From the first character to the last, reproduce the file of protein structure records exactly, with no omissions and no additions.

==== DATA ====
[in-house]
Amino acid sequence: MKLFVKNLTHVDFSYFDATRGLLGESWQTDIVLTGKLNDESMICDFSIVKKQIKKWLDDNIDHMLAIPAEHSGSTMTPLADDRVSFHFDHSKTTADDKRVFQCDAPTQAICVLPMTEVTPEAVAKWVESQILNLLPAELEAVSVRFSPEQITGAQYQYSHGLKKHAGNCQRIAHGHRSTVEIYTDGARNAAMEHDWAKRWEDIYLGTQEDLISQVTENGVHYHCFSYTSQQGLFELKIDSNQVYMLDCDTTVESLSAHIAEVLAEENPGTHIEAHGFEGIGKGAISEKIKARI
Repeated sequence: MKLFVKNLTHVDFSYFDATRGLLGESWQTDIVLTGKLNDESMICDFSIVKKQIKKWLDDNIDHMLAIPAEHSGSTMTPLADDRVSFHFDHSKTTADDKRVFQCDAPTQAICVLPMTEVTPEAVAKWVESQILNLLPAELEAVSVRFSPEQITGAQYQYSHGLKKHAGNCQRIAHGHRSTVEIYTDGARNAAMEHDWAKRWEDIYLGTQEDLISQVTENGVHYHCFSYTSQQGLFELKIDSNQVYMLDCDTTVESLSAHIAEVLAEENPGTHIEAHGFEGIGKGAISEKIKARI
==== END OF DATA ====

[in-house]
Amino acid sequence: MKLFVKNLTHVDFSYFDATRGLLGESWQTDIVLTGKLNDESMICDFSIVKKQIKKWLDDNIDHMLAIPAEHSGSTMTPLADDRVSFHFDHSKTTADDKRVFQCDAPTQAICVLPMTEVTPEAVAKWVESQILNLLPAELEAVSVRFSPEQITGAQYQYSHGLKKHAGNCQRIAHGHRSTVEIYTDGARNAAMEHDWAKRWEDIYLGTQEDLISQVTENGVHYHCFSYTSQQGLFELKIDSNQVYMLDCDTTVESLSAHIAEVLAEENPGTHIEAHGFEGIGKGAISEKIKARI
Repeated sequence: MKLFVKNLTHVDFSYFDATRGLLGESWQTDIVLTGKLNDESMICDFSIVKKQIKKWLDDNIDHMLAIPAEHSGSTMTPLADDRVSFHFDHSKTTADDKRVFQCDAPTQAICVLPMTEVTPEAVAKWVESQILNLLPAELEAVSVRFSPEQITGAQYQYSHGLKKHAGNCQRIAHGHRSTVEIYTDGARNAAMEHDWAKRWEDIYLGTQEDLISQVTENGVHYHCFSYTSQQGLFELKIDSNQVYMLDCDTTVESLSAHIAEVLAEENPGTHIEAHGFEGIGKGAISEKIKARI